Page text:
Is Sacred Nature Gendered or Queer? Insights from a Study on Eco-Spiritual Activism in Switzerland
2. The Gendered Dimension of the “Spiritualization of Ecology” in Switzerland
Religious symbols and forms of religious communication that belonged predominantly or exclusively to the “sacred” religious sphere have been disseminated into other cultural spheres and used in non-religious cultural contexts, most importantly in popular commercial media and leisure culture.
4. Theoretical Considerations: The Entanglement between Gender, Nature and the Self
5. Varieties of Gendered Eco-Spirituality: From Gender Polarity to Queer
5.1. The New Age and Holistic Milieu: Gender Complementarity in Nature
I scan a place, I will feel I will connect, ah, I will feel the feminine vibration and I will say to myself, ah, it is perhaps a fairy who is there. Ah, there it is surely an elf considering that it is straight.(Fieldwork interview, Lausanne, March 2019)
5.2. The Transition Network: The Neutralization of Gender through Organic Metaphors
Now, in our time, three rivers, anguish for our world, scientific breakthroughs and ancestral teachings, flow together. From the confluence of these rivers we drink. We awaken to what we once knew: we are alive in a living earth, the source of all we are and can achieve. Despite our conditioning by the industrial society of the last two centuries, we want to name, once again, this world as holy.
The Web of Life has not unwoven for nearly 3.8 billion years, billions of years that [have spawned] the first bacteria, which are our ancestors. It is more than a string, it has woven a web, abounding, bushy and multicolored for billions of years. We are interdependent. We all have here strong interdependency with other living organisms outside this room. We are more than this room, and this radical interdependency is magnificent, she is moving and touching us. Additionally, in fact, it leads us toward something that is beyond us. That we even have a hard time imagining. It is something similar to sacred, what the Anglophones call “Wholeness”, the feeling of unity with the Whole.(Our translation)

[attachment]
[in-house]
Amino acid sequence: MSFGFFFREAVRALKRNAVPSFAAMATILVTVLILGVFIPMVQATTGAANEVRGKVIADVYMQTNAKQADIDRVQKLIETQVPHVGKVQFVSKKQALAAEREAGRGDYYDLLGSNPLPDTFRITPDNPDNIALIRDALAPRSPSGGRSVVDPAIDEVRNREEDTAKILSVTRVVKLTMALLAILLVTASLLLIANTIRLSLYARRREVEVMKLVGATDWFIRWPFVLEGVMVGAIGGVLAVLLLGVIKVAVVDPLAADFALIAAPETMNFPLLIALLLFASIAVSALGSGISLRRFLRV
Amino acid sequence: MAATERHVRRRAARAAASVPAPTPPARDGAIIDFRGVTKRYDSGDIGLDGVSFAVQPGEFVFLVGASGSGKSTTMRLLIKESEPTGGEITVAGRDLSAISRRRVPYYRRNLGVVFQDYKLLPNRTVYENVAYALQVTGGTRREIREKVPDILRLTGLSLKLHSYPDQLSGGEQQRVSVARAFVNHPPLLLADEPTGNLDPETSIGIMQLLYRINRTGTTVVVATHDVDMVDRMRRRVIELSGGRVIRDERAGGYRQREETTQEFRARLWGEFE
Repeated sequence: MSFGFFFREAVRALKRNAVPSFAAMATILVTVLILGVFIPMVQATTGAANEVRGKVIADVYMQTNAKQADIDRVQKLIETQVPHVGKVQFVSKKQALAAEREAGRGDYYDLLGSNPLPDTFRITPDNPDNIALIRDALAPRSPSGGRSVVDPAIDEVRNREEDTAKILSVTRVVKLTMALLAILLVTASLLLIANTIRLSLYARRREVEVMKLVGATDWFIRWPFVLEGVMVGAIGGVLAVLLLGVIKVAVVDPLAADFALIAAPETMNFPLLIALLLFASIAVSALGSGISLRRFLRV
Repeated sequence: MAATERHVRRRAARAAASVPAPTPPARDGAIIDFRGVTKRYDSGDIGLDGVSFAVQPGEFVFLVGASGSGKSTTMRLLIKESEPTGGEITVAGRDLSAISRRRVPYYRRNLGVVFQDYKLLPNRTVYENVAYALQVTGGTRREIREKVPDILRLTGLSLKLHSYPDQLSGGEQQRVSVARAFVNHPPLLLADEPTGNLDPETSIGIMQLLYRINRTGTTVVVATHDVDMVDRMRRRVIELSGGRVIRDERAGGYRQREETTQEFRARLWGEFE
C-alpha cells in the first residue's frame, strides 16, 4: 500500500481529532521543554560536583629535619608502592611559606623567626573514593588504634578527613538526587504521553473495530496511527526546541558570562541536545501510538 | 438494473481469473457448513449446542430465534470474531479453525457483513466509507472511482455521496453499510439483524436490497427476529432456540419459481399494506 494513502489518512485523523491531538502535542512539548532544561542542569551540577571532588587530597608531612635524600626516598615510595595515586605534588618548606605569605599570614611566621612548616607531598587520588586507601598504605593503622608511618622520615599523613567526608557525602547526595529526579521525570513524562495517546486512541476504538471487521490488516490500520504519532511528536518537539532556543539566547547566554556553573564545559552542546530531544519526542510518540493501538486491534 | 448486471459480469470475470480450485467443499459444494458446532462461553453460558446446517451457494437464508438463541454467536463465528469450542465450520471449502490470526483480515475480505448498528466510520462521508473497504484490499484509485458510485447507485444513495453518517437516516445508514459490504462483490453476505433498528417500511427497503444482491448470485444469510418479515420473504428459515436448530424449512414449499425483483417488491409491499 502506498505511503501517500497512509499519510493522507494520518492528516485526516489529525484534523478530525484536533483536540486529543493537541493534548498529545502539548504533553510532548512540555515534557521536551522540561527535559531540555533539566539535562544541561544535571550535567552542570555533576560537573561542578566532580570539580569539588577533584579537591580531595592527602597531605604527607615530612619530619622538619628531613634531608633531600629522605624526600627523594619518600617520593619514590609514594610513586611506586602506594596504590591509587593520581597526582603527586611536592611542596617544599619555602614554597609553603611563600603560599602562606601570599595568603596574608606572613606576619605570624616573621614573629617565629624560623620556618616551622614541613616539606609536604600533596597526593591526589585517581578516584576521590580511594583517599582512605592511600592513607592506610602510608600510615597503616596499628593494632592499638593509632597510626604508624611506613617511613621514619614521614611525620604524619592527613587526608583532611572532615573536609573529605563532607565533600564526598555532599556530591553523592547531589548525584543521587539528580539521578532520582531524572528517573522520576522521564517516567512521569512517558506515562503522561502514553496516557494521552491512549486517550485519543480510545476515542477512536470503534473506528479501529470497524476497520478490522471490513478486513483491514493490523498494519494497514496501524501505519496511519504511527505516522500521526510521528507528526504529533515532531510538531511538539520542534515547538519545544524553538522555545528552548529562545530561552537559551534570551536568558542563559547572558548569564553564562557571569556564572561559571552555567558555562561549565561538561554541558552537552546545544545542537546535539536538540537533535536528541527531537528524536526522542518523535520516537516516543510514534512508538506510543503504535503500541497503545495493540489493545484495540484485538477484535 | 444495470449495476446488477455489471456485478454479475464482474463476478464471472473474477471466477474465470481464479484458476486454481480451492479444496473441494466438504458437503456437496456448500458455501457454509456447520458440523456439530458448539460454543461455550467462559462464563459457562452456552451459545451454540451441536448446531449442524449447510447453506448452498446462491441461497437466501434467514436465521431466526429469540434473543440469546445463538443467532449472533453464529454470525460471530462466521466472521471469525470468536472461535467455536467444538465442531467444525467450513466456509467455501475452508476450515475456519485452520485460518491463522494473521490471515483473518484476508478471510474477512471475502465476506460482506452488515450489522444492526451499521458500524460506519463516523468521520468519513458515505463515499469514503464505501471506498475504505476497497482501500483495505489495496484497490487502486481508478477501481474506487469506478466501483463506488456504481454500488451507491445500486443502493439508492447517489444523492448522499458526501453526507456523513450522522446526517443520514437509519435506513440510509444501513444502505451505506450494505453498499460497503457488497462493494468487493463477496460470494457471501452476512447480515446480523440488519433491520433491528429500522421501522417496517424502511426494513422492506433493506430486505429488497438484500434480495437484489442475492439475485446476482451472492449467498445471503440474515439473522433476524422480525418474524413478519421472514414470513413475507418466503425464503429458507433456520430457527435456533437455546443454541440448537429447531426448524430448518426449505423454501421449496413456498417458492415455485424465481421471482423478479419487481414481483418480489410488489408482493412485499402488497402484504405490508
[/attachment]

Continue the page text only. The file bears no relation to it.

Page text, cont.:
5.3. Neo-Shamanism: Queering Natureculture
We can make a direct link between neo-shamanism and queer. This link is situated in the relation to magic, in the relation to movement which is not fixed, not written, not stopped, not defined and in the porosity of the real, the porosity between the worlds … the relation to the spirits. To think that there are entities. There we enter into spirituality. To think that there is something other than just me and to think that there are energies of the entities of the gods [and] goddesses, it does not matter, we will say the word “spirit”, if we imagine that there are the spirits and the human. Additionally, that we imagine that it’s not separated and that it’s possible to dialogue and to trade. Additionally, therefore a space where human and nature are not dissociated, where … human is nature.(Fieldwork interview, Lausanne, April 2019)
6. The Emergence of Critical Stances at the Hubs of Eco-Spirituality
It is a Friday evening when we attend together with hundreds of interested people of all ages a public conference on ecofeminism featuring the key speaker Starhawk. The attending crowd has quickly filled the 200 seats in the space rented for the occasion near the main railway station, and more chairs need to be found to seat everybody. During half of the conference, an attentive and silent audience listens to Starhawk explaining her alternative archeological and mythological views on a pre-Christian matrifocal society. She argues that ancient Caucasian societies were “focused on the power of nurturing, of nourishment, of bringing life into the world of life-itself, and that the sacred […] was embodied, imminent, in life-itself, in nature itself, in the natural world”. We are seated next to young women artists from the area who are very excited about meeting Starhawk in person as well as older scientists known from the university. Starhawk sums up her life-long posture upon spirituality and gender issues: